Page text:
Figures are the windows in which MATLAB displays graphics. Figures contain menus, toolbars, user-interface objects, context menus, axes and, as axes children, all other types of graphics objects.
MATLAB places no limits on the number of figures you can create. (Your computer systems might impose limitations, however.)
Figures play two distinct roles in MATLAB:
- Containing data graphs
- Containing graphical user interfaces
Figures can contain both graphs and GUIs components at the same time. For example, a GUI might be designed to plot data and therefore contain an axes as well as user interface objects.
[note]See Example — Using Figure Panels for an example of such a GUI.[/note]
The following diagram illustrates the types of objects that figures can contain.
Both figures and axes have children that act as containers. A uipanel can contain user interface objects and be parented to a figure and group objects (hggroup and hgtransform) can contain axes children (except light objects) and be parented to an axes.
See Objects That Can Contain Other Objects for more information.
Figures Used for Graphing Data
MATLAB functions that draw graphics (e.g., plot and surf) create figures automatically if none exist. If there are multiple figures open, one figure is always designated as the “current” figure, and is the target for graphics output.
The gcf command returns the handle of the current figure or creates a new figure if one does not exist. For example, enter the following command to see a list of figure properties:
The root object CurrentFigure > property returns the handle of the current figure, if one exists, or returns empty if there are no figures open:
get(0,'CurrentFigure') ans = 
See Controlling Graphics Output for more information on how MATLAB determines where to display graphics.
Figures that display graphs need to contain axes to provide the frame of reference for objects such as lines and surfaces, which are used to represent data. These data representing objects can be contained in group objects or contained directly in the axes. See Example — Transforming a Hierarchy of Objects for an example of how to use group objects.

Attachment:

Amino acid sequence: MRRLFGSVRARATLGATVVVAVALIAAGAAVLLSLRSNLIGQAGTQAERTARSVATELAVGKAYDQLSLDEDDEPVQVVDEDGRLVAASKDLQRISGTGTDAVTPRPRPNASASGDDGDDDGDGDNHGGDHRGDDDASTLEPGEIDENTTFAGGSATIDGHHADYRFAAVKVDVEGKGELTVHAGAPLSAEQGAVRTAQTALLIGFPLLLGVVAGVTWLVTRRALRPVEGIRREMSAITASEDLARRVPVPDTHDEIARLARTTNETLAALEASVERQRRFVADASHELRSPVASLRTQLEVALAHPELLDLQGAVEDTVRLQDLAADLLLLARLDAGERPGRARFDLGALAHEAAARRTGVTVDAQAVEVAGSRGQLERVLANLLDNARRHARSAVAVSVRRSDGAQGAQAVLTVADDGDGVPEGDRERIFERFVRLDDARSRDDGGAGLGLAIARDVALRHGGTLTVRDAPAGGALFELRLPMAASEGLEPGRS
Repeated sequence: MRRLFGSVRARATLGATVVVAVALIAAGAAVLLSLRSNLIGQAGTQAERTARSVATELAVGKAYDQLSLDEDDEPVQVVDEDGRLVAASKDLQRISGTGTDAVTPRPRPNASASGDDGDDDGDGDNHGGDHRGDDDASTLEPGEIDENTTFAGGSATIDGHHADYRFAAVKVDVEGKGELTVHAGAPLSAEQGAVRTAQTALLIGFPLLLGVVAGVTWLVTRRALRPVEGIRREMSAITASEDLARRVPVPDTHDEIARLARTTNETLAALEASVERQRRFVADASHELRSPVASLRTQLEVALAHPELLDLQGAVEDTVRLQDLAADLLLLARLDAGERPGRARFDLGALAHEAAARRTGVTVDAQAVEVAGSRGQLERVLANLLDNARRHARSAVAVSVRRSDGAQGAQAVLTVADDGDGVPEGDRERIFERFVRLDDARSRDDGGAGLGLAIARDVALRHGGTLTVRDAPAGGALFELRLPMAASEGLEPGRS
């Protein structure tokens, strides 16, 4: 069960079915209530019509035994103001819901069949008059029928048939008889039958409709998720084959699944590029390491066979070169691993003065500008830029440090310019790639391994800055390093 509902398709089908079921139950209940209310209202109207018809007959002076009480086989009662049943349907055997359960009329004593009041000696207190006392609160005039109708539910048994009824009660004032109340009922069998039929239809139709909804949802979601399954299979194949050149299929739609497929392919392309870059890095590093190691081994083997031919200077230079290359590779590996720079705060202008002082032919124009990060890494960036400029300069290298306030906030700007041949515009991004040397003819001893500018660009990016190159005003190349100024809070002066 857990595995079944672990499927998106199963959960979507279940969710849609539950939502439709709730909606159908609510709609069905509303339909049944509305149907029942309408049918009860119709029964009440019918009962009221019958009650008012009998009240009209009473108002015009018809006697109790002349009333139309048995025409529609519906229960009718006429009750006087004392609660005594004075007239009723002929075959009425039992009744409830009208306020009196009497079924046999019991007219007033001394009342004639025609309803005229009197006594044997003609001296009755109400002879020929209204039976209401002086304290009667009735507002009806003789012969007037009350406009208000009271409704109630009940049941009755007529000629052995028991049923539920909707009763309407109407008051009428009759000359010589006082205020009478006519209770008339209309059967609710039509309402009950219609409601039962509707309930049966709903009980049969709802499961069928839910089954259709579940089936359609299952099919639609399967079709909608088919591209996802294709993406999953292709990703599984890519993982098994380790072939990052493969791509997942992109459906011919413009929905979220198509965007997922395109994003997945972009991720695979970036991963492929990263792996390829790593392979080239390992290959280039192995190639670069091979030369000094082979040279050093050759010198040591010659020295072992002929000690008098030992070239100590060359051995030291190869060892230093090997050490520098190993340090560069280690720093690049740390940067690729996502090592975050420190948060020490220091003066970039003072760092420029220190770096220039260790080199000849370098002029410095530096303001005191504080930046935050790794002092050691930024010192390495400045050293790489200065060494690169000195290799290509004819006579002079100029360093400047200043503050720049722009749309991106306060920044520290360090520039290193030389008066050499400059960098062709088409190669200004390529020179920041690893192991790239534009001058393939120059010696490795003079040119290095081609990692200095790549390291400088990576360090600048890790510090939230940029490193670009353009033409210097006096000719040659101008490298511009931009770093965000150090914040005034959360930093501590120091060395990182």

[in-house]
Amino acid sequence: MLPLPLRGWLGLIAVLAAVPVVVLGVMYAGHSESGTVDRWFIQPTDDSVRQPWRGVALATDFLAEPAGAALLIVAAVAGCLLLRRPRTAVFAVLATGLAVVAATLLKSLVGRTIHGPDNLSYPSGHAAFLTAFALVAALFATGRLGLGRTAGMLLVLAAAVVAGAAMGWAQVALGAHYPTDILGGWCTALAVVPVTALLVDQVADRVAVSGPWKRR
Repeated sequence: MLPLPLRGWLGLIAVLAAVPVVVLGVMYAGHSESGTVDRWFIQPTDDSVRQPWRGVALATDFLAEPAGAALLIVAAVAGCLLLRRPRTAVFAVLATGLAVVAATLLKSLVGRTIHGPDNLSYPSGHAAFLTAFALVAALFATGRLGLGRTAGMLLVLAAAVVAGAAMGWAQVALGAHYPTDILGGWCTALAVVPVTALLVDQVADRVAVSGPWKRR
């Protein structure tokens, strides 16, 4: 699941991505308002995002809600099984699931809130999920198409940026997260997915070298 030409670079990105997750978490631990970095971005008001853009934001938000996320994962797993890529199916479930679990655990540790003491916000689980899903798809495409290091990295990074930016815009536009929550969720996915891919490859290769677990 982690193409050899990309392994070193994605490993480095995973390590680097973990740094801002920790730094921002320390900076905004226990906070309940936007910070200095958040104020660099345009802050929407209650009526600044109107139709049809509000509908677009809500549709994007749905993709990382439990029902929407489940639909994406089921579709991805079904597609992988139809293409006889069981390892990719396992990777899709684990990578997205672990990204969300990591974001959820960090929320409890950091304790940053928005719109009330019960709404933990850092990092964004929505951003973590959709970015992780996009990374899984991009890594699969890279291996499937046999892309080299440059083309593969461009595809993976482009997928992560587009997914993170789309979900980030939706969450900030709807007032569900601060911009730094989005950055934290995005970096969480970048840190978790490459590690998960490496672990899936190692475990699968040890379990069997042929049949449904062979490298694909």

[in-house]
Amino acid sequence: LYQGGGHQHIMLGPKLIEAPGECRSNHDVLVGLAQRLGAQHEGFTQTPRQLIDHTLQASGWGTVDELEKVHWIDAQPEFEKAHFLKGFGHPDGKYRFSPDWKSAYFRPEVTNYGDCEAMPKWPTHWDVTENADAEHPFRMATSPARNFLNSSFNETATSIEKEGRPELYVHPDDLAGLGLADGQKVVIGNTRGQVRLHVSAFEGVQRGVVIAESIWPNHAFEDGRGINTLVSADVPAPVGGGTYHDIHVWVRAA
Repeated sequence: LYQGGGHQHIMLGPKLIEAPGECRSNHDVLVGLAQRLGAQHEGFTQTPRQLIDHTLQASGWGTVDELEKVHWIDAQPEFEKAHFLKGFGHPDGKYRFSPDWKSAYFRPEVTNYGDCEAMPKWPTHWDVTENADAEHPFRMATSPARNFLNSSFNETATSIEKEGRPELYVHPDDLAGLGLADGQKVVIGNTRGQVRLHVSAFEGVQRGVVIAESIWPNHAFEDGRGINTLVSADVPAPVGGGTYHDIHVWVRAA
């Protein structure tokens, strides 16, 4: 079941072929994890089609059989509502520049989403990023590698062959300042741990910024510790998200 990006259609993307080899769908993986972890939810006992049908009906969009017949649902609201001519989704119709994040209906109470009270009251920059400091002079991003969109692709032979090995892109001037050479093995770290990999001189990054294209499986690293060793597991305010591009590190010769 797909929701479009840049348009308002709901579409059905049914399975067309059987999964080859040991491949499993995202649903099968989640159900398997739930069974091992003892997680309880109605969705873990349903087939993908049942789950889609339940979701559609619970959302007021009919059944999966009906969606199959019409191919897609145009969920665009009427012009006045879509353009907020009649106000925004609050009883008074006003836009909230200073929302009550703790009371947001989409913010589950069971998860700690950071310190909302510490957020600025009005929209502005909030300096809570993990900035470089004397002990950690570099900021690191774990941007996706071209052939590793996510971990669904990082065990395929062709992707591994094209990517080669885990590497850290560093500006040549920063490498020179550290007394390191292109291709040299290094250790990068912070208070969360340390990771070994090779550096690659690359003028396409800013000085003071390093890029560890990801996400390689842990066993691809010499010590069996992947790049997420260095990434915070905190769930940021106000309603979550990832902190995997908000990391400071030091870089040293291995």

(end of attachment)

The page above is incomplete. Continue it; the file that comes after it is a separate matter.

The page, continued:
Figures can contain multiple axes arranged in various locations within the figure and can be of various sizes. See Automatic Axes Resize and Multiple Axes per Figure for more information on axes.
Figures Used for GUIs
GUIs range from sophisticated applications to simple warning dialog boxes. You can modify many aspects of the figure to fit the intended use by setting figure properties. For example, the following figure properties are often useful when creating GUIs:
- Show or hide the figure menu, while displaying custom-designed menus (MenuBar).
- Change the figure title (Name).
- Control user access to the figure handle (HandleVisibility).
- Create a callback that executes whenever the user resizes the figure (ResizeFcn).
- Control display of the figure toolbar (Toolbar).
- Assign a context menu (UIContextMenu).
- Define callbacks that execute when users click drag or release the mouse over the figure (WindowButtonDownFcn, WindowButtonMotionFcn, WindowButtonUpFcn). See also the ButtonDownFcn property.
- Specify whether the figure is modal (WindowStyle).
See the Figure Properties reference page for more information on figure characteristics you can specify.
See the Creating Graphical User Interfaces documentation for more information about using figure to create GUIs.
Root Object — The Figure Parent
The parent of a figure is the root object. You cannot instantiate the root object because its purpose is only to store information. It maintains information on the state of MATLAB, your computer system, and some MATLAB defaults.
There is only one root object, and all other objects are its descendants. You do not create the root object; it exists when you start MATLAB. You can, however, set the values of root properties and thereby affect the graphics display.
[help]For more information, see Root Properties object properties.[/help]
More Information on Figures
See the figure reference page for information on creating figures.
See Callback Properties for Graphics Objects for information on figure events for which you can define callbacks.
See Figure Properties for information on other figure properties.